The Vanishing Act of Esme Lennox

The Vanishing Act of Esme Lennox

Book - 2006
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Moving between the 1930s and the present, Maggie O'Farrell's new novel is an unforgettable portrait of a woman edited out of her family's history. The heartbreaking tale of two sisters in colonial India and Edinburgh bound together by loneliness and driven apart by rivalries that lead to a cruel betrayal, it is also the gripping story of how, 60 years later, their shocking secret comes to light. An impassioned, intense, haunting family drama, this novel is a stunning imagining of a life stolen, and reclaimed.
Publisher: London : Headline Review, 2006
ISBN: 9781443420105
Characteristics: 245 p. ; 23 cm


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Aug 27, 2018

I'm probably the only reviewer to assign this book a mere 2 stars. Once again, I'm at odds with the vast majority. Sorry, folks, I just could not warm up to this novel.
The basic premise is very intriguing and contains the bones of a great story but somehow it never really came together. The motivations of the main characters are difficult to understand and seem inconsistent. Even Iris, the best of the lot, seemed to lose her way at times. The sheer odiousness of some of the other characters ( who were needed to fill in the gaps) didn't help. Many commentators have praised O'Farrell's language; regrettably, that didn't really work for me either. Too cute and for me bordering on pretentious. I fear my ear for language and style has recently been spoiled by reading several of Kent Haruf's down-to-earth books with their plain language and total lack of ornamentation.
There were moments during my reading when I suspected O'Farrell was channeling Virginia Woolf and not succeeding.
I note that there seem to be very few male readers commenting on the book, which raises the uncomfortable question of whether it is the sort of thing that will appeal only to women. I detest the idea of classifying any book as "chick lit" (insulting term!) but the facts remain .....

Mar 21, 2018

Beautiful and tragic. I read it in one sitting, unable to look away.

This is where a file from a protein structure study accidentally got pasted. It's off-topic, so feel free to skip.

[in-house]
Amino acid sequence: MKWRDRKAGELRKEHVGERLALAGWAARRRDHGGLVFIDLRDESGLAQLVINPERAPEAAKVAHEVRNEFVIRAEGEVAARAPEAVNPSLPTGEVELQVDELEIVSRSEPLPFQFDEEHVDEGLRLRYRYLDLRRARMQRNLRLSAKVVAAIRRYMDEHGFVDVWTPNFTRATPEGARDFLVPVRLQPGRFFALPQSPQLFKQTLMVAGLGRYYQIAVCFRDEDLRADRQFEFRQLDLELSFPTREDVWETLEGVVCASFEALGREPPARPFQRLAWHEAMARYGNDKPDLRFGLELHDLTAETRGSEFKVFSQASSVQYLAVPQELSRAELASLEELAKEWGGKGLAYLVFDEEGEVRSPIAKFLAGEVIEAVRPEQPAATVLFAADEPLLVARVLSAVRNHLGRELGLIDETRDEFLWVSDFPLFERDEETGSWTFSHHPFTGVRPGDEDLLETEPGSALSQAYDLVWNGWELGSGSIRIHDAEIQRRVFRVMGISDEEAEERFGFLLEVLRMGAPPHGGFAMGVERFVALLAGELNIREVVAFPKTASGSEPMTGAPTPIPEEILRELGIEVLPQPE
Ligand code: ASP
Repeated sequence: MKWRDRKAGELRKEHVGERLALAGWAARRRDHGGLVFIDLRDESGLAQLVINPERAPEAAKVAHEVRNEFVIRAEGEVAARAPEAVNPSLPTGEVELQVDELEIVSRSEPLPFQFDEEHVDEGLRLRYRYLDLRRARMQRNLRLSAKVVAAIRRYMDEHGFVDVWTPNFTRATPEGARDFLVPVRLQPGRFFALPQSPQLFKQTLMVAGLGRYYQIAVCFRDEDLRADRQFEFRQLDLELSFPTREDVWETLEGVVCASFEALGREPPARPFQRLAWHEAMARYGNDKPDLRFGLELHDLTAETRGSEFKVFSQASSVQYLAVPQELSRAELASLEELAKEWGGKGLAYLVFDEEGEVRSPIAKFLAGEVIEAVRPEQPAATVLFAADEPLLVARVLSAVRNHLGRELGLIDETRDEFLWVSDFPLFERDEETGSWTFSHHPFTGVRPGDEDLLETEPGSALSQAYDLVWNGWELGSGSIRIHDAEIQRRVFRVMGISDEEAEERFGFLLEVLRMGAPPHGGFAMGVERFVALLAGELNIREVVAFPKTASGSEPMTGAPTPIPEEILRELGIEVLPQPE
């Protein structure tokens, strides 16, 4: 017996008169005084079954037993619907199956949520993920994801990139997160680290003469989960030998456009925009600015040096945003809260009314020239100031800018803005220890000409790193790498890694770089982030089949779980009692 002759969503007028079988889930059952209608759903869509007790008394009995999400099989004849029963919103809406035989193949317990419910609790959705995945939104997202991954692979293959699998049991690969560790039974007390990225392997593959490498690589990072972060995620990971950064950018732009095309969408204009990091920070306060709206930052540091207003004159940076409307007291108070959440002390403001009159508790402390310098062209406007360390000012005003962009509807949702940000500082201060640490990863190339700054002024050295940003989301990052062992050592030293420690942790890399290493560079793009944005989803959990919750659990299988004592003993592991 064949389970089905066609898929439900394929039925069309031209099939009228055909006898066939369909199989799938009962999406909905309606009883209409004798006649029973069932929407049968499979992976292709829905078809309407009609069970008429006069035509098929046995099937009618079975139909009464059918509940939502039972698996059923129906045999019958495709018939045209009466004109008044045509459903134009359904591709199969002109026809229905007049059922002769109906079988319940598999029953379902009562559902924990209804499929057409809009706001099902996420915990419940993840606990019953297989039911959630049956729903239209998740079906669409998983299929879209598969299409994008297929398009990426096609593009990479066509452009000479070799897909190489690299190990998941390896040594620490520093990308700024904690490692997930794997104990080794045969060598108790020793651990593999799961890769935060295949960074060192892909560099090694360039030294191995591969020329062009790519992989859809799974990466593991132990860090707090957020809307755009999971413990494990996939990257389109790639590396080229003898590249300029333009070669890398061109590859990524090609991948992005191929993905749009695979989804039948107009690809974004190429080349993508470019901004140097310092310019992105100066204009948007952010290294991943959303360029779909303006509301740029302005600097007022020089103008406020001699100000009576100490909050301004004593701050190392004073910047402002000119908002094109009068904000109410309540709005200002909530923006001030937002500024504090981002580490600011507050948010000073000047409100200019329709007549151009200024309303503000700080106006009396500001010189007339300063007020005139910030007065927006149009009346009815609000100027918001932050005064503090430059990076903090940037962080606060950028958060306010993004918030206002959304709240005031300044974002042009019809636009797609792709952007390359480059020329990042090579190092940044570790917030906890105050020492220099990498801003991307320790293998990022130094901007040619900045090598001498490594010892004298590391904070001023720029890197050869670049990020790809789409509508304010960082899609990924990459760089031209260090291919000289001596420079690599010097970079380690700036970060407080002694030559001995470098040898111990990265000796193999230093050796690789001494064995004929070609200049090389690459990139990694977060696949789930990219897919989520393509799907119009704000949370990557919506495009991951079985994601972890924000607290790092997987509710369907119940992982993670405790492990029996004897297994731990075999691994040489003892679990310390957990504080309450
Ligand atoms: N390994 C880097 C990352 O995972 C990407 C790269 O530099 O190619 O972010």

CRRL_MegRaymond Oct 09, 2017

Iris gets a stunning phone call - she has a great-aunt named Esme, and Esme is being released from a mental hospital after sixty-one years - can Iris take her in?

Aug 09, 2016

Great ending. I'm not crazy about the author's writing style.

Jun 21, 2016

Thoroughly enjoyable. Quick easy but "stays with you" read.

Nov 18, 2015

Extremely well written! I couldn't put it down. Highly recommend!

Feb 10, 2015

I really enjoyed this book. It highlighted the plight of those confined to asylums as a matter of convenience and misdiagnosis. At the same time, this historical information was interwoven into a great story which told of the jealousies, loyalties, expectations and disappointments between siblings. I will be reading more of Maggie O'Farrell.

Dec 12, 2014

Sad and twisted, a scrumptious read. As the story unfolds, past truths are revealed, and it gets darker. The ending shocked me, I had to read the last couple of pages twice because it caught me off guard. Really enjoyed my time with this book!

Mar 06, 2014

I don't know what I was doing when this book came out, but boy did I miss a good one! This is the story of Iris a single young woman who possibly is in love with her step brother (just as an aside). Iris is contacted by an insane asylum regarding the release of a great aunt, Esme, Iris never even knew existed. The story goes back and forth beautifully between the childhood of Esme and Kitty (Iris' grandmother who is in a nursing home for Alzheimer's) and the present life of the three women. At first it was a bit confusing to figure out who was "talking" when as there are no different fonts to distinguish the storytellers, but you quickly figure out who's point of view the story is coming from.
I read this book in less than 24 hours, a new record for me as I am a slow reader, but I just could not put this down. The writing was superb! The author really kept you engaged throughout the story. There is scandal, mystery, twists and turns to be had.

Dec 05, 2013

This was one of my favourite books of the year, and quite possibly of the past decade. Maggie O'Farrell perfected the balance of what to reveal and when, and what to just let peek out. This novel is very dark, and very twisted - as it often is when a novel is written about a family. O'Farrell mastered the effect of knowing just how much the reader really wants to know - after all a book like this doesn't have the same impact if every secret is revealed. It worms its way into your thoughts there and stays there for weeks - maybe even months. I would rank this book as a top 3 contender for books I've read this year, if not THE best book I have read this year. If you liked this, you might enjoy The Thirteenth Tale by Diane Setterfield For a full review, head to my blog at OboeChica Books (so long and thanks for all the fish).

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